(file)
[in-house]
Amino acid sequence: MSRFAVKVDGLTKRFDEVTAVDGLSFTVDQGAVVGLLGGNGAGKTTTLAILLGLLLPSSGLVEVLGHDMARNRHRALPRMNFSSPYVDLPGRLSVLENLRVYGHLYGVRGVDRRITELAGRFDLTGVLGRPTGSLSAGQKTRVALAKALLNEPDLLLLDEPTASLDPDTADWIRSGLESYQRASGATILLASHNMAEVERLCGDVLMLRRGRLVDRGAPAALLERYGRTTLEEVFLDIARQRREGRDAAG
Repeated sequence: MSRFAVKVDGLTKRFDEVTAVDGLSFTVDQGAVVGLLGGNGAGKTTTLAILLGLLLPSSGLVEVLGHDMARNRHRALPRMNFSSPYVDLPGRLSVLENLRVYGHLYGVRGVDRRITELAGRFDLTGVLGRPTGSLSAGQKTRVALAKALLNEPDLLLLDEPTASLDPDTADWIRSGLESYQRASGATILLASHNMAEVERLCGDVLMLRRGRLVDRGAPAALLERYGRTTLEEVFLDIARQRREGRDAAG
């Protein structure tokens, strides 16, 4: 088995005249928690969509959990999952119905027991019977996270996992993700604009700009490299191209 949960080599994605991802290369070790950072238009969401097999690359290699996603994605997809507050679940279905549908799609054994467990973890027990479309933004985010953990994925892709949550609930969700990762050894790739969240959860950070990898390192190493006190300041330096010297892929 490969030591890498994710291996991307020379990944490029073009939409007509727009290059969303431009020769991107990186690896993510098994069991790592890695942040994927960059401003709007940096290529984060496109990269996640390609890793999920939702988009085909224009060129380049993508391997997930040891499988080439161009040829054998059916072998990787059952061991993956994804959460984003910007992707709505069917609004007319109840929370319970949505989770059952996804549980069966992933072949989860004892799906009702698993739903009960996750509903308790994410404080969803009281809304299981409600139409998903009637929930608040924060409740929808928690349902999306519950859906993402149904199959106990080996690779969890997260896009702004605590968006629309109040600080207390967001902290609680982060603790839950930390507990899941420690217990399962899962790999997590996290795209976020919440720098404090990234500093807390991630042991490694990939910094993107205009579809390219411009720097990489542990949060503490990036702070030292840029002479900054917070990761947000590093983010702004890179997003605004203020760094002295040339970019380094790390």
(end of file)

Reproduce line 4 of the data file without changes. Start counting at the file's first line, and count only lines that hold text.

């Protein structure tokens, strides 16, 4: 088995005249928690969509959990999952119905027991019977996270996992993700604009700009490299191209 949960080599994605991802290369070790950072238009969401097999690359290699996603994605997809507050679940279905549908799609054994467990973890027990479309933004985010953990994925892709949550609930969700990762050894790739969240959860950070990898390192190493006190300041330096010297892929 490969030591890498994710291996991307020379990944490029073009939409007509727009290059969303431009020769991107990186690896993510098994069991790592890695942040994927960059401003709007940096290529984060496109990269996640390609890793999920939702988009085909224009060129380049993508391997997930040891499988080439161009040829054998059916072998990787059952061991993956994804959460984003910007992707709505069917609004007319109840929370319970949505989770059952996804549980069966992933072949989860004892799906009702698993739903009960996750509903308790994410404080969803009281809304299981409600139409998903009637929930608040924060409740929808928690349902999306519950859906993402149904199959106990080996690779969890997260896009702004605590968006629309109040600080207390967001902290609680982060603790839950930390507990899941420690217990399962899962790999997590996290795209976020919440720098404090990234500093807390991630042991490694990939910094993107205009579809390219411009720097990489542990949060503490990036702070030292840029002479900054917070990761947000590093983010702004890179997003605004203020760094002295040339970019380094790390």